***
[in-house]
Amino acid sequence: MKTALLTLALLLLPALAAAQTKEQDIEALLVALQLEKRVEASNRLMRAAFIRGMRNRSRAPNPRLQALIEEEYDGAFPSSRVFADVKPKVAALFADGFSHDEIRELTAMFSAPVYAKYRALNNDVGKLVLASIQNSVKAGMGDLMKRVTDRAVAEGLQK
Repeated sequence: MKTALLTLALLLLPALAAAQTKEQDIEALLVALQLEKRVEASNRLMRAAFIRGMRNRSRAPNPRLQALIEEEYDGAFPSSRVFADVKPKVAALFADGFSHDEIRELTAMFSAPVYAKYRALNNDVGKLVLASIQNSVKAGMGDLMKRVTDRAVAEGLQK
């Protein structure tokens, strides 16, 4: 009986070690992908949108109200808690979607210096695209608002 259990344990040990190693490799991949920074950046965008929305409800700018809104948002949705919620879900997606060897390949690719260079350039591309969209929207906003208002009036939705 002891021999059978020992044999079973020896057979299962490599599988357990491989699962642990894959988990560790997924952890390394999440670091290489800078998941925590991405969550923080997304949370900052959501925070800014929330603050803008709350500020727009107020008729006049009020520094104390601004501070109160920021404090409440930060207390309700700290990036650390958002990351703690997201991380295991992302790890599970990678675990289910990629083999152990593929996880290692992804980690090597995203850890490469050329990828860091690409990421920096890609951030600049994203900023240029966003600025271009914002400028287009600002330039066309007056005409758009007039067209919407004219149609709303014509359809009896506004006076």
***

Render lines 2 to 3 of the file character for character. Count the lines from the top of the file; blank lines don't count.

Amino acid sequence: MKTALLTLALLLLPALAAAQTKEQDIEALLVALQLEKRVEASNRLMRAAFIRGMRNRSRAPNPRLQALIEEEYDGAFPSSRVFADVKPKVAALFADGFSHDEIRELTAMFSAPVYAKYRALNNDVGKLVLASIQNSVKAGMGDLMKRVTDRAVAEGLQK
Repeated sequence: MKTALLTLALLLLPALAAAQTKEQDIEALLVALQLEKRVEASNRLMRAAFIRGMRNRSRAPNPRLQALIEEEYDGAFPSSRVFADVKPKVAALFADGFSHDEIRELTAMFSAPVYAKYRALNNDVGKLVLASIQNSVKAGMGDLMKRVTDRAVAEGLQK